Croatian Treasures

I recently read somewhere that if a place is worth visiting, you should be able to list at least ten things you can do while you are there. Hmmm…. Interesting thought.  Let’s give it a go.

Let’s assume you’re planning your first ever trip to Croatia. You’ve bought your plane tickets, your kids are excited at the prospect of having endless fun in the sun, and you’re thinking hard of things you might do…. OK – I admit it: I did pick an easy target for my test case. It’s no secret that Croatia is one of my favourite places in Europe, so this should not be difficult….. 🙂

Step into Medieval Croatia

DSC02646.JPGNumber One: Absolute top of my list is Dubrovnik. This age-old walled city is full of charm, narrow streets, restaurants, jazz bars and ice-cream parlours. A leisurely walk around the ancient city walls will take no more than1.5 hour and will provide you with some of the most breathtaking views in Europe. There are several lovely museums in Dubrovnik, but sadly, none of them are particularly child-friendly. However kids of all ages will love the traditional changing of the guards and there are rock pools and small beaches dotted around the walls which will keep them entertained without too much difficulty. Add to that the odd ‘pirate-ship’ that drops off its motley crew on the quayside, and they’ll be fine.

Number Two: If you get tired of the hustle and bustle of Dubrovnik (believe me, it gets extremely busy during July and August), you have several options. The small island of Lokrum is a mere 15 minute boat trip away. Once upon a time the playground of Austrian Royalty, the remains of their ‘humble’ abode have been beautifully restored and make a picturesque restaurant, complete with subtropical plants and wild peacocks. Beaches and rock pools will keep the whole family happy, and you return to Dubrovnik refreshed and ready to face the crowds once more.

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Number Three: Slightly further afield (about 45 minutes by boat) is the sleepy port of Cavtat, where you can sip white wine at one of the quay-side restaurants while jealously observing how the wealthiest on this planet spend their days. It seems as if the worlds’ most luxurious boats are all tucked away out sight in Cavtat’s little harbour.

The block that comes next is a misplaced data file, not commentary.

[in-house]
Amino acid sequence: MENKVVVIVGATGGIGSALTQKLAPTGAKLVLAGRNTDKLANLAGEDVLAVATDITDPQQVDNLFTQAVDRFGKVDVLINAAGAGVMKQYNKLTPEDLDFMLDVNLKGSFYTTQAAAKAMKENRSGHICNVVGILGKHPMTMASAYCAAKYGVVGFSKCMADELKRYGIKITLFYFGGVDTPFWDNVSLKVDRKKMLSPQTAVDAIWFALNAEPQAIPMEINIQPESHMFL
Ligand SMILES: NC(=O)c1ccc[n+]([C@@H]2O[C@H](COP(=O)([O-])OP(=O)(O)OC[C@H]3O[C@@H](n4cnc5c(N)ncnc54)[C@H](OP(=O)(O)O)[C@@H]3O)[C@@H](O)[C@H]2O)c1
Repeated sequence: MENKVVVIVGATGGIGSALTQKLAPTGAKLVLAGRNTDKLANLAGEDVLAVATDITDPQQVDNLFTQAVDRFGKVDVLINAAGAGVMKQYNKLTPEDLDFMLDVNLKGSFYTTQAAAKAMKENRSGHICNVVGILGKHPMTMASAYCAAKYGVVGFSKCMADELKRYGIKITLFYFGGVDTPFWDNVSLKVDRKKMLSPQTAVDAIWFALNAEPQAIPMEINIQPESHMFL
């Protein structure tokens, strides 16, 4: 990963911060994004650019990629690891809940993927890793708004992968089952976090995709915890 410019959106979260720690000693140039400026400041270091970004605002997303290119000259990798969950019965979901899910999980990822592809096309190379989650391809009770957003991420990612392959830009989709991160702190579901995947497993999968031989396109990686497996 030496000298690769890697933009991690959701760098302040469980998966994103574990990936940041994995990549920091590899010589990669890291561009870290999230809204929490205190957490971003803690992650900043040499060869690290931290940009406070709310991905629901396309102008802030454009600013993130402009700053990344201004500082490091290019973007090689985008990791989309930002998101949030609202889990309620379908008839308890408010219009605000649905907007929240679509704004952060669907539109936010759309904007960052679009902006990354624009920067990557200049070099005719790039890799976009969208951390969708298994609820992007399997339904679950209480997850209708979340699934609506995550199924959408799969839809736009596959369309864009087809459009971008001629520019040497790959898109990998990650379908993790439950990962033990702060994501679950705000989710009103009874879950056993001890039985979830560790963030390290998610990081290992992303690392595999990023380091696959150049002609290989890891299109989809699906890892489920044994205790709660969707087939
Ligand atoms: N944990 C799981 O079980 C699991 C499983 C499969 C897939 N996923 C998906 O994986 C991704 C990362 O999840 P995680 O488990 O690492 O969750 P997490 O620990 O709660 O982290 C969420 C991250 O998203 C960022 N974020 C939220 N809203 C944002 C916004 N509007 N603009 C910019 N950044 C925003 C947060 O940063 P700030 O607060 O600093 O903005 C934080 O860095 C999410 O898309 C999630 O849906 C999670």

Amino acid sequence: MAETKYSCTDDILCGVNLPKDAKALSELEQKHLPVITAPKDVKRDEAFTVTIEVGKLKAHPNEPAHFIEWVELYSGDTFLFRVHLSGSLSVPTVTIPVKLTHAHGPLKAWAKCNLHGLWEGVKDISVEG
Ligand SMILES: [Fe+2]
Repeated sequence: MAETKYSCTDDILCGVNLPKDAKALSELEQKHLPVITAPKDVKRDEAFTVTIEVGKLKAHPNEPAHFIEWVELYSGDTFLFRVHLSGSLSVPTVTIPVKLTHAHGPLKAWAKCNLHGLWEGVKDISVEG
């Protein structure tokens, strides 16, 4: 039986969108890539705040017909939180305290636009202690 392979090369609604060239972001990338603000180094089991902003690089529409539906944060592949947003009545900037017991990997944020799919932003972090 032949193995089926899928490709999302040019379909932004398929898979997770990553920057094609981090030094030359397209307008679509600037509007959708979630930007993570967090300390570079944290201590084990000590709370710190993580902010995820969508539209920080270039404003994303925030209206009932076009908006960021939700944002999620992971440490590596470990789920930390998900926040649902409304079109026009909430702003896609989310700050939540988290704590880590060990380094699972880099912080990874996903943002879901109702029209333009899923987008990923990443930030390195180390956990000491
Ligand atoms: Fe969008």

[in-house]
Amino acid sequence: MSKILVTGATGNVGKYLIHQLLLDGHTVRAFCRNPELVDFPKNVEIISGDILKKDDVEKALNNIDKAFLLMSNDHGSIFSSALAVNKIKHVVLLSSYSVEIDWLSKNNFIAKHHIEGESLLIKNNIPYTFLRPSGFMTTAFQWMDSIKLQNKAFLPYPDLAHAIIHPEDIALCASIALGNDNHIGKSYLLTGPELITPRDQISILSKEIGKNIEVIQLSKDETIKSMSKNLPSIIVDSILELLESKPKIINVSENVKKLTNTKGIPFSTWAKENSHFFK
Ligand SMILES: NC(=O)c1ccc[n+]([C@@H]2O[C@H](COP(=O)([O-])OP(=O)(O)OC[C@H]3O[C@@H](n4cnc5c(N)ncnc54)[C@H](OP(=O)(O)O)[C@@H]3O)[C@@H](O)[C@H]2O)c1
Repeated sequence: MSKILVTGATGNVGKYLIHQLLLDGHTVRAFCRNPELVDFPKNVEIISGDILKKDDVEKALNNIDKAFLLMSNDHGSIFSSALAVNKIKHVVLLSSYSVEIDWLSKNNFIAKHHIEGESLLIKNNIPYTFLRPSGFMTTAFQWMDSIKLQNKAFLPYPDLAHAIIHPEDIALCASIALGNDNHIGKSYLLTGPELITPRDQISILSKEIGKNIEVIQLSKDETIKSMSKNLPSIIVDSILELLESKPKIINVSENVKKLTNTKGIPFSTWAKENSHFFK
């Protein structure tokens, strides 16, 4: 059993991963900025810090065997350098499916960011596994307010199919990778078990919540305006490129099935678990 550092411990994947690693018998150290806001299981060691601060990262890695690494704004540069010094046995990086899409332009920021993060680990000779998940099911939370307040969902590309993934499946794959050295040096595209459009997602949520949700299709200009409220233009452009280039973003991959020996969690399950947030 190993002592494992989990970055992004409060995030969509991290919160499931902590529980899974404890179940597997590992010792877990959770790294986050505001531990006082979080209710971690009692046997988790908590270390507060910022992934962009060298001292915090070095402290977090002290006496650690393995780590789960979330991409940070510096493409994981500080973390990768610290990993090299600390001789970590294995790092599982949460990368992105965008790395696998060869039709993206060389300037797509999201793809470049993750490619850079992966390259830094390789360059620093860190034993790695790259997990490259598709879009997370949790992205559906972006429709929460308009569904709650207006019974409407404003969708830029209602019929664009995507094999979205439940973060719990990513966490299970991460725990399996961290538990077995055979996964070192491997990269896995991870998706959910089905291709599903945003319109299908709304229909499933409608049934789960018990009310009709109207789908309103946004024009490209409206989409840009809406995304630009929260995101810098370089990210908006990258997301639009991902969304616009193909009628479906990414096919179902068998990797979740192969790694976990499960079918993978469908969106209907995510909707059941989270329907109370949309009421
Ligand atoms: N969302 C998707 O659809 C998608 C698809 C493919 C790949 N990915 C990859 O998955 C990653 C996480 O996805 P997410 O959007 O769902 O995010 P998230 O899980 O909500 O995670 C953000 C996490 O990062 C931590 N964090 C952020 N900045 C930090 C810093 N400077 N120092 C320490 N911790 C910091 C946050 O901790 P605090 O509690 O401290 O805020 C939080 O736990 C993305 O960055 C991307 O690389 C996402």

Number Four: If you are feeling in need of more relaxation, the Elafiti Islands, 45 minutes north-west, provide even more opportunities for a stroll and peace and quiet. You will find lovely walks, hear nothing but the loud chirping of crickets and discover lots of quiet beaches.

Dive into the aquamarine….

DSC02995.JPGNumber Five: For the ultimate in tranquillity, visit (or even better, stay overnight) on the island of Mljet. This was the playground of Jacques Cousteau and his ship the Calypso. Diver-extraordinaire, Cousteau knew that Mljet was one of the finest locations for diving and snorkeling and the only place in Europe where coral reefs could be found. Mljet is just about manageable as a day-trip, and the lack of accommodation means that most visitors leave the island by 5.00pm, which is lucky for those of us who like to stay there…. 🙂 Mljet has the most lovely interlocking lagoons, where salt and fresh water mingle freely – and much of the island is a nature reserve. It oozes peace and is a true haven of tranquillity. Rent a bike locally and cycle to your hearts’ content, and get out the swimming trunks for a dive and a snorkel in the aquamarine lagoons, or use the services of the local diving school.

Track down Marco Polo

DSC03142.JPGNumber Six: Leaving Mljet, travel north to track down Marco Polo, or at least look up the island of Korçula, where he was born. DePolo families still live on this island and its capital (conveniently called Korçula) is a miniature version of Dubrovnik and utterly beguiling. A long line of outdoor restaurants sit atop the city walls and offer glorious views across the Adriatic Sea to the mainland.

Next in line: Three World Heritage Sites

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Number Seven: I’m running out of numbers already, and we haven’t even got to Split yet – where the 2000-year old Diocletian Palace is waiting to be explored. This surely must be the only Roman Palace that is lived in by locals. In Roman days, the Adriatic Sea came right upto the walls of the Palace, but over time a quayside was built to extend from the Palace walls, creating a wonderful promenade filled with restaurants and café’s.  Controversially, its ancient and well-worn marble flagstones were replaced some 5 years ago, but it is still a great place to stroll and take in the sunset over the Adriatic.